The best way to accelerate progress in quantum information processing is to co-design devices to applications. In these early stages of quantum computing and simulation, it is critical to optimize operations to solve a particular problem. Only by running different types of quantum applications are we able to best design the next generation quantum computers and simulators.
Our trapped ion quantum computers have the key advantage of flexible and reconfigurable programming. First, our qubits are perfectly replicable and have no observable idle decoherence; second we can load any number of qubits needed; and third the interactions behind the computations and simulations are reconfigurable in software because they are mediated by laser beams. From a high level, our gates and simulation interactions are fully connected and highly expressive, making them highly efficient for executing circuits, simulations, and algorithms.
DQC quantum computers and quantum simulators are used to tackle problems in many areas of science — from condensed matter physics and molecular modeling to nuclear structure, high energy physics and cosmology. We have many collaborators across the world from universities, national laboratories, and industry, all interested in running certain applications on our hardware.
Jungsang Kim was a bit of an anomaly at Duke when he joined the faculty in 2004. Fresh out of the telecommunications industry, and with a PhD in physics from Stanford, Kim soon filled his new Duke lab in electrical and computer engineering with delicate, complex constructions marrying physics and engineering: reconfigurable optical systems whose… Read More »‘More Possibilities Than There Are Particles in the Universe’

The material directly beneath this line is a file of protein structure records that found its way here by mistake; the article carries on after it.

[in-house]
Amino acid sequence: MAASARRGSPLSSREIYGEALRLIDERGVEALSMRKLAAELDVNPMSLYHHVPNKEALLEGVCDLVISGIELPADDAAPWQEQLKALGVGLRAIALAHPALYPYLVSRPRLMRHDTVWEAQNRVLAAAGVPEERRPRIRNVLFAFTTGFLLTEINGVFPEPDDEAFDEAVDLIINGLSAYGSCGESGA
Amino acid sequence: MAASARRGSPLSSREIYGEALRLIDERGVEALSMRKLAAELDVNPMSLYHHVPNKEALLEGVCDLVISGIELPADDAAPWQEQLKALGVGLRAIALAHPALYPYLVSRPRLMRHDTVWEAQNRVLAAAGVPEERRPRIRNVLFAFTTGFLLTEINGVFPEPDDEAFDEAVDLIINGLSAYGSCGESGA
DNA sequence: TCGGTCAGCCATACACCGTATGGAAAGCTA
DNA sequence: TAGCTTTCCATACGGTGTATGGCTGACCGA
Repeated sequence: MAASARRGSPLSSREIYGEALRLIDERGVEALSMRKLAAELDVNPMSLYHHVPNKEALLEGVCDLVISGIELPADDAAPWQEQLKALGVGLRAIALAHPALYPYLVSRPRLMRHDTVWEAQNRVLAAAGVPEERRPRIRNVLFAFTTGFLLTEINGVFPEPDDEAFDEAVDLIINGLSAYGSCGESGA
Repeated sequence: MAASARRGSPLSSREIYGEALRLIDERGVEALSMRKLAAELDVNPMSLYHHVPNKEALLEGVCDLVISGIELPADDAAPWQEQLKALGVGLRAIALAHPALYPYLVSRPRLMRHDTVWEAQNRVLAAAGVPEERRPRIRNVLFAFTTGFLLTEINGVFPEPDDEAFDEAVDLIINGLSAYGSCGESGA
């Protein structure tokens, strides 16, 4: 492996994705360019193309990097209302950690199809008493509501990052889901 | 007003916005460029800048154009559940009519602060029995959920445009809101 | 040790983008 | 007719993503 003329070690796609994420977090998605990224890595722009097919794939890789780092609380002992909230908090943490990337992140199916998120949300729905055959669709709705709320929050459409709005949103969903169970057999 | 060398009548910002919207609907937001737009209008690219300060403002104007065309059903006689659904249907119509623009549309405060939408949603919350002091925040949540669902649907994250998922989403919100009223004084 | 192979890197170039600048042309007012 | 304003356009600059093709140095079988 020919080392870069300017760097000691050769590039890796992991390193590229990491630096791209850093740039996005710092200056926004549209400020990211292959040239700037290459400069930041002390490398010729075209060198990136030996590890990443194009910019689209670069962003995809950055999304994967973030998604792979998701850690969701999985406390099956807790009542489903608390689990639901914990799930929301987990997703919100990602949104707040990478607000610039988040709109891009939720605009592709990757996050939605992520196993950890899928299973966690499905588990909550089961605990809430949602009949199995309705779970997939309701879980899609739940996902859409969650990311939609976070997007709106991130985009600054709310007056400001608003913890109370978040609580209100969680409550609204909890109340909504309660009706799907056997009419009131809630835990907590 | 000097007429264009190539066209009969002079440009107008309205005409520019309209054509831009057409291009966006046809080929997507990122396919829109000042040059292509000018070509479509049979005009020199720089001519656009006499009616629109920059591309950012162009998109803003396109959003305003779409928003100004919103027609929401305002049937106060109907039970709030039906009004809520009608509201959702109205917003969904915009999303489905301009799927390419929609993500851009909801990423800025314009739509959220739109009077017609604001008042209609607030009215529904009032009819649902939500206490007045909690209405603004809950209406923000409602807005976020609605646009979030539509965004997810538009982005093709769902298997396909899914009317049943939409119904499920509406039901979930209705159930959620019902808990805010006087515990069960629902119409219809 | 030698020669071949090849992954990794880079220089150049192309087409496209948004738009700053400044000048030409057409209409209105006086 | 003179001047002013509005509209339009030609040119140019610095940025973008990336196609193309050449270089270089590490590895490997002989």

In July 2021, Marko Cetina will join Duke University’s Department of Physics as an Assistant Professor. An atomic, molecular and optical physicist, Cetina has used his wide-ranging research in light, lasers and atoms to both explore the basic physics of quantum phenomena and support the development of improved technology necessary for today’s leading quantum machines.… Read More »Marko Cetina: Building Quantum Machines to Understand Physical Processes
Researchers from Duke University will lead a seven-university, $15 million collaboration with the audacious goal of building the world’s first practical quantum computer. Dubbed the Software-Tailored Architecture for Quantum co-design (STAQ) project, the effort seeks to demonstrate a quantum advantage over traditional computers within five years using ion trap technology. The project is the result… Read More »Software Tailored Architectures for Quantum CoDesign (STAQ)